(USA, 108 min.)
Written and directed by Anna Boden and Ryan Fleck
Starring: Ben Mendelsohn, Ryan Reynolds, Sienna Miller, Analeigh Tipton, Alfre Woodard
Can a character actor be a leading man? Can a leading man be a character actor? Vegas odds tell film buffs to bet on the actors who play strange, offbeat characters in the supporting races, but to stack chips on the more conventionally attractive (but not necessarily more talented) actors when it comes to the top dogs. Mississippi Grind is a dark horse victory, though, as the film gives character actor Ben Mendelsohn (Animal Kingdom, Slow West) a lead performance that showcases his skills in top form and does the same for Canada’s Ryan Reynolds by offering a role that demands his leading man looks, but offers a challenge he has yet to face. Driven by two solid performances, Mississippi Grind plays its hand ever so smartly.
This new drama from Ryan Fleck and Anna Boden, the team who pushed Canada’s other Ryan to new dramatic heights in Half Nelson, return with a gritty slice of realism in Mississippi Grind as bottomed-out cardshark Gerry (Mendelsohn) searches for a major score to clear his ever-mounting gambling debts. Cue a mystery stranger just as the dealer turns the river on Gerry’s fate, and this charming poker player, Curtis (Reynolds), is just the top-shelf bourbon drinker to change his fate. Gerry sees Curtis as a lucky charm (or a “leprechaun,” specifically) as his game turns into a winning streak in his presence. Gerry, who fastidiously studies behavioural tips to read players at the poker table, can’t spot Curtis’s tell, which makes him an ideal shark to shadow.
Curtis’s trick? He says he plays for fun. Playing for fun should be an obvious tell for any experienced gambler, but Gerry bites. The two take a road trip to New Orleans as they evade Gerry’s salad-eating bookie (Alfre Woodard, who goes from sweet to sinister in a quick flick) and look to clear Gerry’s debt.
Mississippi Grind isn’t so much about the payday as about the hunger to both win and lose. The film casts Gerry akin to a junkie as his gambling addiction sabotages his winning streak with Curtis. Up ten grand, Gerry might go all in because he has an inkling that doubling down brings the big payout; however, the itch to Mendelsohn’s performance tells that Gerry’s cares not so much about winning as he does about losing. Winning the game and coming out of the red robs Gerry of his purpose. Debt, on the other hand, keeps him going. It’s an excuse to play another game and increase the stakes as adrenaline levels rise higher than the stacks of chips around the table.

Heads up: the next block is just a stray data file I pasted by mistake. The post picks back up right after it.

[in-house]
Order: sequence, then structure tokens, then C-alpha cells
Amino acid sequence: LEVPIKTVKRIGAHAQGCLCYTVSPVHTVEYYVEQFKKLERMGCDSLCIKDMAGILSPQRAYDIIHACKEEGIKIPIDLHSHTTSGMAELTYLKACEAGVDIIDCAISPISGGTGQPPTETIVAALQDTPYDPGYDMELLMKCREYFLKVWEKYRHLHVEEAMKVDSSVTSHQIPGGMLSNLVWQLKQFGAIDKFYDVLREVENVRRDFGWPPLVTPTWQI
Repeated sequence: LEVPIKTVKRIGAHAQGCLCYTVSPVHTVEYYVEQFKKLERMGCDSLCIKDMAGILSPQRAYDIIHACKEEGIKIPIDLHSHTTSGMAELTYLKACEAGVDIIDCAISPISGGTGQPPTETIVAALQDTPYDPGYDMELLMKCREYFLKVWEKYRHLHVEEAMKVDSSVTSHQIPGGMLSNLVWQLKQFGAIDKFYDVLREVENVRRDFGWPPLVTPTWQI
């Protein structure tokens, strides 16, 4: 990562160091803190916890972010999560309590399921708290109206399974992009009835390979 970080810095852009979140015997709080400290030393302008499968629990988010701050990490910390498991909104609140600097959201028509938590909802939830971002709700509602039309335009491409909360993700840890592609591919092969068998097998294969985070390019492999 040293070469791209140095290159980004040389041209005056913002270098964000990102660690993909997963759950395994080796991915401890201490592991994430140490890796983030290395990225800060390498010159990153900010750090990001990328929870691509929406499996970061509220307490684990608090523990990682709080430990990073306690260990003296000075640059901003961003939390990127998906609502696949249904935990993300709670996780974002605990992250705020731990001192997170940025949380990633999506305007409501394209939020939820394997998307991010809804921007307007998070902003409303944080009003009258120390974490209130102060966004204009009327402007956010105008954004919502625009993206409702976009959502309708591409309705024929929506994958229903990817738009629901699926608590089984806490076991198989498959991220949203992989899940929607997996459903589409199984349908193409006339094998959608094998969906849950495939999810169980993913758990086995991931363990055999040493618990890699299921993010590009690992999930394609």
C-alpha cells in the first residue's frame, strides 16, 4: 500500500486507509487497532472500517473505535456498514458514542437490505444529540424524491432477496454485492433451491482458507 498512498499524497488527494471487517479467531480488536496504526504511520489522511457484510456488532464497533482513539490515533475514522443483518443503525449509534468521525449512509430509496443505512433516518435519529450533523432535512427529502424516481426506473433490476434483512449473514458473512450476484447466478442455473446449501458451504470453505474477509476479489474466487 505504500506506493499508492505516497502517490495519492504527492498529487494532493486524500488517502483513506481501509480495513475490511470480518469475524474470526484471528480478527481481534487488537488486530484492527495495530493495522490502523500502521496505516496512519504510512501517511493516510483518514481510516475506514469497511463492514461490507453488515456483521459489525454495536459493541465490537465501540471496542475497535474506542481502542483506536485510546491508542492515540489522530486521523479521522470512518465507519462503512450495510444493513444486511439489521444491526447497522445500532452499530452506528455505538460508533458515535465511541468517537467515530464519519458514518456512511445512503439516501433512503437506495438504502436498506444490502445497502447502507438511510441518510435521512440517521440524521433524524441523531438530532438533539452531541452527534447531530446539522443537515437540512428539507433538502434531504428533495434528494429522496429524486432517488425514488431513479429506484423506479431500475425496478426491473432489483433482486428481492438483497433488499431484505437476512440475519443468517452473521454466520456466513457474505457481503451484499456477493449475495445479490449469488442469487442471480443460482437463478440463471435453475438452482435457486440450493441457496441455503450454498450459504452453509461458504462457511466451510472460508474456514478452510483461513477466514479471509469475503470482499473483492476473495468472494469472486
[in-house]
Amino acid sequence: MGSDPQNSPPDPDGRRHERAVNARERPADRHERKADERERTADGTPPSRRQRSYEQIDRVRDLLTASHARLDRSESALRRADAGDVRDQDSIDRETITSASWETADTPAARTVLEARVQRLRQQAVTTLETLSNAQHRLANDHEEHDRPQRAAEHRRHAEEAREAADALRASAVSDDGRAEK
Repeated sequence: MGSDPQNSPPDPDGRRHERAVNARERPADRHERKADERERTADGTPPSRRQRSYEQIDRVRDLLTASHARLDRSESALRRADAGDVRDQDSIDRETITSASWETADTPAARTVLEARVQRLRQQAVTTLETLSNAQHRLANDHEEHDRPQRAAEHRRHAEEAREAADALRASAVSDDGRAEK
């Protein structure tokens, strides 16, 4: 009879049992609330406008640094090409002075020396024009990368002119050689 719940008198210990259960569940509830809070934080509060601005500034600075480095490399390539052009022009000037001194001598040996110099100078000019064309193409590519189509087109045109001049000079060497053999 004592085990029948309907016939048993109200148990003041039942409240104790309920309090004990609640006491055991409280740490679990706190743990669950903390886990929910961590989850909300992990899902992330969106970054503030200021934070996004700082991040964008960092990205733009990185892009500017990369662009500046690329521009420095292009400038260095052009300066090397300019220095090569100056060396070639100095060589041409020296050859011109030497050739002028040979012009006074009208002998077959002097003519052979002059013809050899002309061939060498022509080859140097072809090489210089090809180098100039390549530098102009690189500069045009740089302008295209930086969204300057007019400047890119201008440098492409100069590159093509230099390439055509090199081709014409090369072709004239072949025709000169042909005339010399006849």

As a portrait of addiction, Mississippi Grind offers a sobering character study of self-destructive behaviour. Nothing is ever enough for Gerry and Curtis (whose own need to feed the habit masks itself far better than Gerry’s does) and Boden and Fleck create a world in which every minute of life is a gamble. Gerry flips coins to determine whether to settle the bar bill or keep on drinking, while a simple wager on passersby dictates whether the boys go big or go home. When everything hinges on fate, these men can escape the burden of responsibility. They both run from broken lives and as soon as the chips are evened out, then the hardest hand—life—is all that’s left to play.
Mendelsohn is strong as Gerry as hits rock bottom at the tables and at the races. Building on a character actor’s dexterity for minute layers of humanity and fallibility, Mendelsohn’s Gerry wears a gruff poker face that inevitably invests the audience not in a desire to see Gerry win the big score, but to overcome his addiction and recognize the emptiness of his life while he can still cash out. Reynolds, meanwhile, gives his most unexpected and strongest dramatic turn yet as Curtis. The role calls on Reynolds to exploit his A-list good looks, but it adds a some grey to his hair and some unkempt roughness to his exterior as his charm and personality play as Curtis’s own protective shield. Like Gerry, he masks his emptiness and loneliness, but as the better gambler between the two, his poker face is always switched on and charming us with misdirection.
Boden and Fleck deal their own hand of misdirection Mississippi Grind uses elements of the road movie to take the gamblers on a presumed road to redemption. What begins as a journey from A to B ultimately resembles a circular roadmap. As the men play game upon game and win some, lose some, Mississippi Grind challenges the players to recognize the futility of their own existence. Some pit spots with memorable characters played by Sienna Miller, Analeigh Tipton, and especially Robin Weigert as Gerry’s ex-wife, show the extra losses that don’t factor into the ante when the gamblers’ hedge their stakes. These brief scenes play like turns on the poker table that change the odds as Gerry and Curtis reassess their hands and recognize when to call it. Despite the emptiness of Gerry and Curtis’s game, Mississippi Grind ultimately shows us how hard it hurts to lose. Winning isn’t everything, at least when it comes to the tables.
Rating: ★★★½ (out of ★★★★★)
Mississippi Grind is now out from VVS Films
It screens in Toronto at TIFF Lightbox and is available on iTunes beginning Sept. 25